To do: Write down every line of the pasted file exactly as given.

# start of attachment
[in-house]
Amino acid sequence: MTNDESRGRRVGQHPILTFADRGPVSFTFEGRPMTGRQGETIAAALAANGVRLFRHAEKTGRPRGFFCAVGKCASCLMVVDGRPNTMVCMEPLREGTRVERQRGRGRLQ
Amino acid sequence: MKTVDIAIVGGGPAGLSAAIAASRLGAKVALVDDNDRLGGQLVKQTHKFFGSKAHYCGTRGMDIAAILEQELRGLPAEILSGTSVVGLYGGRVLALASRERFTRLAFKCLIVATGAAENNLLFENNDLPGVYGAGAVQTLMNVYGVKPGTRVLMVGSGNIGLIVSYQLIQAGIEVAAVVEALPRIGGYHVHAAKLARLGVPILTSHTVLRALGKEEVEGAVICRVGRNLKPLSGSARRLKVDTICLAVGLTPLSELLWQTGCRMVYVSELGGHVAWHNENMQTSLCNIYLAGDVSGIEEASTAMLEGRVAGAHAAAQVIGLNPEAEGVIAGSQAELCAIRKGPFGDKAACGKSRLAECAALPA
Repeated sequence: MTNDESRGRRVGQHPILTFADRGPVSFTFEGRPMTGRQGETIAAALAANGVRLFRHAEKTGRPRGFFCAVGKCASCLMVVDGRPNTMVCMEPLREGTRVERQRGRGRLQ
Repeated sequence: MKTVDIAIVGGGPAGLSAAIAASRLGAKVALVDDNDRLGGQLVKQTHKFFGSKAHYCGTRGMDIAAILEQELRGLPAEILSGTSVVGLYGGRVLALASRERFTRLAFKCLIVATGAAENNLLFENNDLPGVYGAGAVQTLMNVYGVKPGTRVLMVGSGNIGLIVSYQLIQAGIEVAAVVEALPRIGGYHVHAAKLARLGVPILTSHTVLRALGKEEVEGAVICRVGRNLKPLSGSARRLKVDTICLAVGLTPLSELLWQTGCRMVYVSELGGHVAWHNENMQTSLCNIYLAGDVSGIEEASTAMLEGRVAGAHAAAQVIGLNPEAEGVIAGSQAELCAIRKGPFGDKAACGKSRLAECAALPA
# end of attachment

[in-house]
Amino acid sequence: MTNDESRGRRVGQHPILTFADRGPVSFTFEGRPMTGRQGETIAAALAANGVRLFRHAEKTGRPRGFFCAVGKCASCLMVVDGRPNTMVCMEPLREGTRVERQRGRGRLQ
Amino acid sequence: MKTVDIAIVGGGPAGLSAAIAASRLGAKVALVDDNDRLGGQLVKQTHKFFGSKAHYCGTRGMDIAAILEQELRGLPAEILSGTSVVGLYGGRVLALASRERFTRLAFKCLIVATGAAENNLLFENNDLPGVYGAGAVQTLMNVYGVKPGTRVLMVGSGNIGLIVSYQLIQAGIEVAAVVEALPRIGGYHVHAAKLARLGVPILTSHTVLRALGKEEVEGAVICRVGRNLKPLSGSARRLKVDTICLAVGLTPLSELLWQTGCRMVYVSELGGHVAWHNENMQTSLCNIYLAGDVSGIEEASTAMLEGRVAGAHAAAQVIGLNPEAEGVIAGSQAELCAIRKGPFGDKAACGKSRLAECAALPA
Repeated sequence: MTNDESRGRRVGQHPILTFADRGPVSFTFEGRPMTGRQGETIAAALAANGVRLFRHAEKTGRPRGFFCAVGKCASCLMVVDGRPNTMVCMEPLREGTRVERQRGRGRLQ
Repeated sequence: MKTVDIAIVGGGPAGLSAAIAASRLGAKVALVDDNDRLGGQLVKQTHKFFGSKAHYCGTRGMDIAAILEQELRGLPAEILSGTSVVGLYGGRVLALASRERFTRLAFKCLIVATGAAENNLLFENNDLPGVYGAGAVQTLMNVYGVKPGTRVLMVGSGNIGLIVSYQLIQAGIEVAAVVEALPRIGGYHVHAAKLARLGVPILTSHTVLRALGKEEVEGAVICRVGRNLKPLSGSARRLKVDTICLAVGLTPLSELLWQTGCRMVYVSELGGHVAWHNENMQTSLCNIYLAGDVSGIEEASTAMLEGRVAGAHAAAQVIGLNPEAEGVIAGSQAELCAIRKGPFGDKAACGKSRLAECAALPA